seems drudgery. As long as you are young the world will stay young with you. But if the dreams turn to despair, try to place yourself outside the cage of life, outside the traps of the world.”

Boy jumped up to go. He was overcome with a sense of foreboding that seemed to hang in the dark clouds gathering over the mountain. The Hermit’s voice followed him. “Even if your body is trapped or crippled, try to let your spirit fly. Only then will you discover that Nothing is Everything, that Emptiness is Fulfilment” But Boy was already racing down the mountain, stumbling through tangled briars, slipping on rocks, tripped by creepers, falling head first into wet mud. Yet the Hermit’s cry still followed on the wind like a haunting whisper. “Whatever they do to your body, don’t let them steal your soul.” When he finally reached home, Boy was scratched and trembling, gasping for breath. He collapsed under a shady palm tree heavy with ripe coconuts.


The golf course

Opposite the house a crowd had gathered. The village headman had called everyone to a meeting. A big car was parked nearby and outside stood a rich man from the city. The rich man told them he had bought all the land and was going to turn it into a golf course. “But it’s our land” objected the villagers. The rich man shook his head. “Not any more.” He produced a sheet of paper and waved it at them. “This explains everything.” The villagers were bewildered. “What does the paper explain?” they demanded, subdued and rather fearful. “It says the land is mine and you will have to go.”


“But we have lived here all our lives,” they protested. “Our fathers and our grandfathers farmed this land.” The rich man smacked the sheet of paper triumphantly. “But none of you ever claimed it. No one ever registered this land in his own name.” “That was far too expensive,” they grumbled. “We were always told it was our land.” They looked to the headman, but he had nothing to say. “Who did you buy our land from?” demanded Boy’s father. “From the Govern ment. I bought it from the Government.” The rich man smiled blandly.


To play or to plant

Boy’s father shook his head vehemently. “The Government has no right to sell our land. The Government never farmed this land. It was not theirs to sell.” Another man called out, “And what is a golf course?” The rich man gestured with a broad sweep of his arm, but before he could answer Boy’s father replied for him. “A golf course is where people play golf. They hit little balls across a field with sticks. The ball has to go down a hole.” “So why must it be so big?” asked the first man. “Why will not one field do?” A murmur of assent rose from the villagers. Someone also asked, “Do hundreds of people play together?”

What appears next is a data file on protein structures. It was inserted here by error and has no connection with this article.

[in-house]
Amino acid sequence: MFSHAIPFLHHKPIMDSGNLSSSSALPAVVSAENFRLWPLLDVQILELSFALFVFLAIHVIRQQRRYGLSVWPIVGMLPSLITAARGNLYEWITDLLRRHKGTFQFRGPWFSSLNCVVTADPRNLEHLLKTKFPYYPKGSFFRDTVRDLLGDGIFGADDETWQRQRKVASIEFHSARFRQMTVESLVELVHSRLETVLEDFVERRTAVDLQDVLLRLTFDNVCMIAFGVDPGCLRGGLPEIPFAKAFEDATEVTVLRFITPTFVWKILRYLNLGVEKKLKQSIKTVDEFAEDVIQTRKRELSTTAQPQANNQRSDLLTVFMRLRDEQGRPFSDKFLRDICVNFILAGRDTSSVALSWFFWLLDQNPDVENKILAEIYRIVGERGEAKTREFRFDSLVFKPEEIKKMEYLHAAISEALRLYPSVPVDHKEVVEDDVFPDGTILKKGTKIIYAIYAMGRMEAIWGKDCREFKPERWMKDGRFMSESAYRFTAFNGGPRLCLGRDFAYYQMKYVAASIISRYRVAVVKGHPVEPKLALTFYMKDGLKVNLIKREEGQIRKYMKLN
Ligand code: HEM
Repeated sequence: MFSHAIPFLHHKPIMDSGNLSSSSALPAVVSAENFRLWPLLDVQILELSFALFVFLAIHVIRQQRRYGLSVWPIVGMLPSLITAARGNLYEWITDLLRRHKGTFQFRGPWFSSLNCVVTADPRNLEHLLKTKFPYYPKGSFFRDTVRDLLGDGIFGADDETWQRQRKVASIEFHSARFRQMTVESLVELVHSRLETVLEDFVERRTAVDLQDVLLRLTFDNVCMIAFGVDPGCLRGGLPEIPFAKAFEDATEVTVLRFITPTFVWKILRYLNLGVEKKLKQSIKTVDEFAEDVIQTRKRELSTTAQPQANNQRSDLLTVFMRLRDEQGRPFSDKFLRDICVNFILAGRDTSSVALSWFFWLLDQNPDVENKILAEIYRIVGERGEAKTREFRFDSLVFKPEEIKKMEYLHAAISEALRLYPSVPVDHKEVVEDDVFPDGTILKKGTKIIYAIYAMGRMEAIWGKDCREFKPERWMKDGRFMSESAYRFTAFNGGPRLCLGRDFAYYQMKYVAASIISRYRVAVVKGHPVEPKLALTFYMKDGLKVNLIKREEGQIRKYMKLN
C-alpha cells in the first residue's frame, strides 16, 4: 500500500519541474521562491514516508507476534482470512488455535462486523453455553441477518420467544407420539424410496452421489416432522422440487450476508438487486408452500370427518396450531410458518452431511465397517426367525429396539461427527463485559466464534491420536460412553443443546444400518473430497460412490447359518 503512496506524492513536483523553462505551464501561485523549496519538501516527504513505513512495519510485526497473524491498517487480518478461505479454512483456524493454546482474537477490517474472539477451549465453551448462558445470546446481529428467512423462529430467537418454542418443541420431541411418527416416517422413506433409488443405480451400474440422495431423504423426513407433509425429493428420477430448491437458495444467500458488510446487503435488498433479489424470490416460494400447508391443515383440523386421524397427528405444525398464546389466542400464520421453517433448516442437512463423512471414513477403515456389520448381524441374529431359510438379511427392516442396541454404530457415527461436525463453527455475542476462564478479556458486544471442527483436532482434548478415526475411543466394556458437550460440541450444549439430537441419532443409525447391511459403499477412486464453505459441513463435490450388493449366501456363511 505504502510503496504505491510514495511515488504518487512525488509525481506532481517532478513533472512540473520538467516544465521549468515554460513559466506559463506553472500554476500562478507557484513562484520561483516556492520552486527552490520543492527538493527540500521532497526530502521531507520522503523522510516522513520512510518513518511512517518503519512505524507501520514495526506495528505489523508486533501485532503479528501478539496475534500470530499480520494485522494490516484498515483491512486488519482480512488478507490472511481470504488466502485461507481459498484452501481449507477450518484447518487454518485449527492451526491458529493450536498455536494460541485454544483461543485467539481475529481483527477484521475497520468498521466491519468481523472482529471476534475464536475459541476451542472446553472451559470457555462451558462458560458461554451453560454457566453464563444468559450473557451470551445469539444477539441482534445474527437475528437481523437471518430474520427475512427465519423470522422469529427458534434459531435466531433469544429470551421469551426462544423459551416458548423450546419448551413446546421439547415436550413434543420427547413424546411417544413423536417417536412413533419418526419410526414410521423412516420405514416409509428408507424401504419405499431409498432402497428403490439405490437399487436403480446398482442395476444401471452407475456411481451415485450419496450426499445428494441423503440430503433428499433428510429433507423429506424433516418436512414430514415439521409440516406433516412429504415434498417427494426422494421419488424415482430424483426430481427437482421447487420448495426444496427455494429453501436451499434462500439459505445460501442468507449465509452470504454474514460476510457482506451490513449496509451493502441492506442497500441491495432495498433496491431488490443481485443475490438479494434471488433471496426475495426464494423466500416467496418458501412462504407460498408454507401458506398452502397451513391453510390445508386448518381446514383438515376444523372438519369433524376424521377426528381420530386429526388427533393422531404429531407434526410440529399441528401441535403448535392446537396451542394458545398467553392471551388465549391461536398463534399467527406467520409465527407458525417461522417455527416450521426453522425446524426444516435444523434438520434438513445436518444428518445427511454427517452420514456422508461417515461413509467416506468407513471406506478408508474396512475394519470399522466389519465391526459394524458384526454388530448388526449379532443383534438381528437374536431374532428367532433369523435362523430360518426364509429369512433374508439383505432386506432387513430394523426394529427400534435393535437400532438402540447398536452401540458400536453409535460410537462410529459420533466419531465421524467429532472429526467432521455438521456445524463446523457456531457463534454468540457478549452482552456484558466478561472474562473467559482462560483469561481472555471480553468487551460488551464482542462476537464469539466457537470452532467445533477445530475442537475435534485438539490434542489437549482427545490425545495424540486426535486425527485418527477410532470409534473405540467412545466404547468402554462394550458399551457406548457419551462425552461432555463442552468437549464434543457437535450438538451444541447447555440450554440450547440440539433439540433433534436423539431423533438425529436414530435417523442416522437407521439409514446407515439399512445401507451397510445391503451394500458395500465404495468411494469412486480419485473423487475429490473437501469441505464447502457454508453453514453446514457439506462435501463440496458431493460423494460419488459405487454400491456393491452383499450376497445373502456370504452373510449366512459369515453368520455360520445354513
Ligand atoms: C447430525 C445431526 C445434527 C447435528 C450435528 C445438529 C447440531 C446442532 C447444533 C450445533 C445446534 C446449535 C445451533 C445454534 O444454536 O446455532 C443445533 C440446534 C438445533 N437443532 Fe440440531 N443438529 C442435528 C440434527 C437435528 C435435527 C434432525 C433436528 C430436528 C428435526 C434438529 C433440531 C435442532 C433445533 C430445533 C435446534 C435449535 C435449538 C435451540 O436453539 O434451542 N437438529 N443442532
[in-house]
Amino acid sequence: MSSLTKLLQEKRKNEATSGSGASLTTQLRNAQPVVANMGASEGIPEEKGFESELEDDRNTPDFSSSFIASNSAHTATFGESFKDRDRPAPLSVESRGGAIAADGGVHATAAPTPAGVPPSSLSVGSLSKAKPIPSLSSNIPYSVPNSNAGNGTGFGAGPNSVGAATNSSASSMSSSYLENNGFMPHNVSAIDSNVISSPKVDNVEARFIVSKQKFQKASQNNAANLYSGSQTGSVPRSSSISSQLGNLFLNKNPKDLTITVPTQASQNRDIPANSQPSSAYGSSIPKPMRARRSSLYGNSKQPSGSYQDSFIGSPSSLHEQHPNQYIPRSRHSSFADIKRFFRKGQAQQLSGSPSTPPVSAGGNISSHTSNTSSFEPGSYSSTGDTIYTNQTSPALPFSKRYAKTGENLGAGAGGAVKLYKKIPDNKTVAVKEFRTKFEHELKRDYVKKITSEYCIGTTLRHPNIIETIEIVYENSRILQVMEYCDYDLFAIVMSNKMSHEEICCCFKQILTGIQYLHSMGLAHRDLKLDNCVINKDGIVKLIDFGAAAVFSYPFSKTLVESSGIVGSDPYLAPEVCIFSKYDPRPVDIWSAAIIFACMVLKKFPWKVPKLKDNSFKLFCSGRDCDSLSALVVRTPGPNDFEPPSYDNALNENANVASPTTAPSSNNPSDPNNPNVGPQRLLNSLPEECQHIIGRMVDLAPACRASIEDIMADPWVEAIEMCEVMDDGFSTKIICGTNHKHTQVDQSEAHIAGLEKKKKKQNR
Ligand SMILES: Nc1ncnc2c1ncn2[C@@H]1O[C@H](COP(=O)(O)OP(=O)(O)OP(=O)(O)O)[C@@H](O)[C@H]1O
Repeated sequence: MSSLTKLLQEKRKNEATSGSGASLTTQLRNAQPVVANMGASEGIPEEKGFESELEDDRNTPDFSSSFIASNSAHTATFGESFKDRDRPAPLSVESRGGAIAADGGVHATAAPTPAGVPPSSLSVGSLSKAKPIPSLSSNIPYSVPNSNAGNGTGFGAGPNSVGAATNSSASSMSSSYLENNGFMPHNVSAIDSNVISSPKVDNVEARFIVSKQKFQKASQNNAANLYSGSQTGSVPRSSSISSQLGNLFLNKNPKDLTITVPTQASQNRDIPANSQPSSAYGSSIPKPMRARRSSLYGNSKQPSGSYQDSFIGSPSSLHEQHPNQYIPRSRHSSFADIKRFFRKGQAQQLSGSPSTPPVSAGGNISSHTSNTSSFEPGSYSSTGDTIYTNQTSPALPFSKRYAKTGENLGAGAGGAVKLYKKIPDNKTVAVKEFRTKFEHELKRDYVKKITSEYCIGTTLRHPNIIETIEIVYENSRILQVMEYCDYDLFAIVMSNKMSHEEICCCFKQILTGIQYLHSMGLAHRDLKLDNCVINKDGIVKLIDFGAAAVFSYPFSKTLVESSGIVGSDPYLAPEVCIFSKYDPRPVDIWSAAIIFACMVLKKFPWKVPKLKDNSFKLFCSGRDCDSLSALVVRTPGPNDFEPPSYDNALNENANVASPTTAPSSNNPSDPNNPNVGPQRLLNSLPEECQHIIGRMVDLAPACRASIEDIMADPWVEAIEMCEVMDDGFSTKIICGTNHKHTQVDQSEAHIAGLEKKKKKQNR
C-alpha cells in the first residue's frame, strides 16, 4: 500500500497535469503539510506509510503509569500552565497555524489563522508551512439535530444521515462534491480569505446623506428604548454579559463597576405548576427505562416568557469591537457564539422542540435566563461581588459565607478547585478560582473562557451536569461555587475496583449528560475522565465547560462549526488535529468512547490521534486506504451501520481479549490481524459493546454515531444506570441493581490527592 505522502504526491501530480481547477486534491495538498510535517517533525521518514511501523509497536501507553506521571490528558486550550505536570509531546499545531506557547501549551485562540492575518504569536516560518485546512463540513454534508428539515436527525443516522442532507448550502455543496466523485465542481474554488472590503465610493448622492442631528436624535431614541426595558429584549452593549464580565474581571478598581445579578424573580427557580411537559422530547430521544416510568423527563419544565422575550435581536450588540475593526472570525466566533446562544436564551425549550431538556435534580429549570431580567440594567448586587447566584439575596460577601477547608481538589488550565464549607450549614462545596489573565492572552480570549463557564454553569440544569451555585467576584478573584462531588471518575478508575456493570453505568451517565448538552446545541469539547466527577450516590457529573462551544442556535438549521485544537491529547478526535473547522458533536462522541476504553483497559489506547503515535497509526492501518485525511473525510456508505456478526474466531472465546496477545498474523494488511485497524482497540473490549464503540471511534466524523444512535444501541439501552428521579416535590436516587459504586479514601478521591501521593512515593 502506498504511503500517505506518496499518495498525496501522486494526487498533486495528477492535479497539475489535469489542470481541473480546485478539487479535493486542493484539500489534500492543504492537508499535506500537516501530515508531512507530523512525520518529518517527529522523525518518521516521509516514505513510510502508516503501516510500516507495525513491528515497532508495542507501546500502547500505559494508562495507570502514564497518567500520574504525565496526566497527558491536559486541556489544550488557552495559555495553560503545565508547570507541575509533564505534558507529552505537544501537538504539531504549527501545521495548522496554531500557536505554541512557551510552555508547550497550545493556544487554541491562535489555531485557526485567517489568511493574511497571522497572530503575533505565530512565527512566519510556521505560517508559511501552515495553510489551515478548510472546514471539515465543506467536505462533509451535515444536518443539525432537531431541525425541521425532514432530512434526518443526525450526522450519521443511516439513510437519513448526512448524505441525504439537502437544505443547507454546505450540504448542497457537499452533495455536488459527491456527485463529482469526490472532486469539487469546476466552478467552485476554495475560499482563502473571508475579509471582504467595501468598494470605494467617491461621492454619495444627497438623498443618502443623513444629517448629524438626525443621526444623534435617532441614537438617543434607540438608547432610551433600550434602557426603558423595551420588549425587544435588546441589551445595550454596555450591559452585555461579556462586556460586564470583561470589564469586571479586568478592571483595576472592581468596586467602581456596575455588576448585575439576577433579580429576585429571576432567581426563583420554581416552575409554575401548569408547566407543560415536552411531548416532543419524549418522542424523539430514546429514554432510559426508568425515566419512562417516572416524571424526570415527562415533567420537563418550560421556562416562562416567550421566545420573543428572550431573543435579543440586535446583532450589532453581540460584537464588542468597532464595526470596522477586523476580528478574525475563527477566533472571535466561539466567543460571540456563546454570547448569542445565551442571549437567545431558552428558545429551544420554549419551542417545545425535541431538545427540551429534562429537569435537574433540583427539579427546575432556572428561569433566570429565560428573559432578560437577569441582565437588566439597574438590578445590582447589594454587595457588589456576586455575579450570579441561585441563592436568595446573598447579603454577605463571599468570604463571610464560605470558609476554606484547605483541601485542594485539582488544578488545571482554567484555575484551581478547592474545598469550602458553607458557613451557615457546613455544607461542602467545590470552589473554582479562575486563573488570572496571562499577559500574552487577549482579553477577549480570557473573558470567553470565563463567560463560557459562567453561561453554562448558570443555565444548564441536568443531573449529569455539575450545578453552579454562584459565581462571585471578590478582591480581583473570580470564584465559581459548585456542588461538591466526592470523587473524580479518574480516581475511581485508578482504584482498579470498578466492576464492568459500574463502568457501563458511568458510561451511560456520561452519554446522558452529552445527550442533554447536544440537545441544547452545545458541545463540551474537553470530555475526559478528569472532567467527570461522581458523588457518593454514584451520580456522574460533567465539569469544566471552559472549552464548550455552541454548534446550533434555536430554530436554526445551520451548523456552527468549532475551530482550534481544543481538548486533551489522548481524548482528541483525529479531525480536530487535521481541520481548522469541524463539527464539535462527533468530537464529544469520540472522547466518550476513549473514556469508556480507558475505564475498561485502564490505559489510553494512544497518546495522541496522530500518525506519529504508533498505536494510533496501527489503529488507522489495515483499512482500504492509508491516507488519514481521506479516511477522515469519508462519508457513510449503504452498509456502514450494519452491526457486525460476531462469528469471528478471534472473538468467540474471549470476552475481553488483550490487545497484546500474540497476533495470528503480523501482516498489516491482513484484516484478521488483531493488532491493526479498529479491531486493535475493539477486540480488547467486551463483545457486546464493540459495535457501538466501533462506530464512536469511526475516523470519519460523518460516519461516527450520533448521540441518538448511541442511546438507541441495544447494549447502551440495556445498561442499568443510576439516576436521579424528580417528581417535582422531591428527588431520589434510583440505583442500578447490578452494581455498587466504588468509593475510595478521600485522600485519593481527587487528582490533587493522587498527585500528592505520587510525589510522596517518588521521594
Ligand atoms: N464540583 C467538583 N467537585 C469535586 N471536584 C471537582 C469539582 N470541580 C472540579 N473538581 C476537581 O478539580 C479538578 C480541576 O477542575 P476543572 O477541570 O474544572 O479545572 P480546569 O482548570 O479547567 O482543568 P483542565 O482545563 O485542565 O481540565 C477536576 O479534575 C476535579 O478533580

“No,” smirked the rich man knowingly, “only one or two at a time...” “One or two” everyone gasped. Boy’s father resumed: “And this land cannot grow rice any more?” “No,” replied the rich man, “because the grass must be very short.” “So all this land,” continued Boy’s father, “which now feeds hundreds, will feed no one.”

The rich man began to get annoyed. “It is for people to play golf, not to grow rice.” “And that is more important?” said Boy’s father. “Is it more important for a few rich men to play games than for many poor people to grow their food and earn a living?”


Thief!


By now the rich man was angry. He simply said, “You have a month to go. After that machines will come and flatten everything, If you cause no problem each family may receive some money. You see,” he concluded, “I am a generous man.”

Boy’s father seized the rich man and led him firmly outside the crowd. “No, you are a thief. You steal our land and you steal our livelihood, just so that you can get richer. Don’t lie any more by pretending you are generous. You are a thief. Admit it.” And he let him go.

Boy’s father did not go fishing that night. “Something may happen,” he warned them. “If they take our land,” he told Boy and his mother, “and if I am not here, you must pack up and sell everything. Then you must go up the coast to where we once came from. We have no land there, but it will be safer for you. Go to your Grandmother’s village. Her family will help you.” “But why will you not be here?” Boy asked. “I only said ‘if’ — ‘if’ I am not here.”


arrest


Later that night police arrived. The rich man was with them. He pointed out Boy’s father. “This is the ringleader. He is the trouble-maker. Arrest him.” The police obeyed the rich man. Despite all the pleading from Boy and his mother, the police took Boy’s father away. He went quietly and with dignity. Next day the police returned. “There has been an accident,” the policeman said. “While we were questioning him he slipped and hit his head on a desk. We took him to the hospital but he died. You must sign this form.” And they pulled out a sheet of paper.

But Boy’s mother was crying so much the tears blinded her and she could not read whatever it was she was signing. Later that day the body of Boy’s father was brought back. His face was covered with bruises. They buried him in the land near the Holy Place that was soon to be destroyed, along with the rest of the village.

 
     
 

Part One - Part Two - Part Three

 
     
.
.
.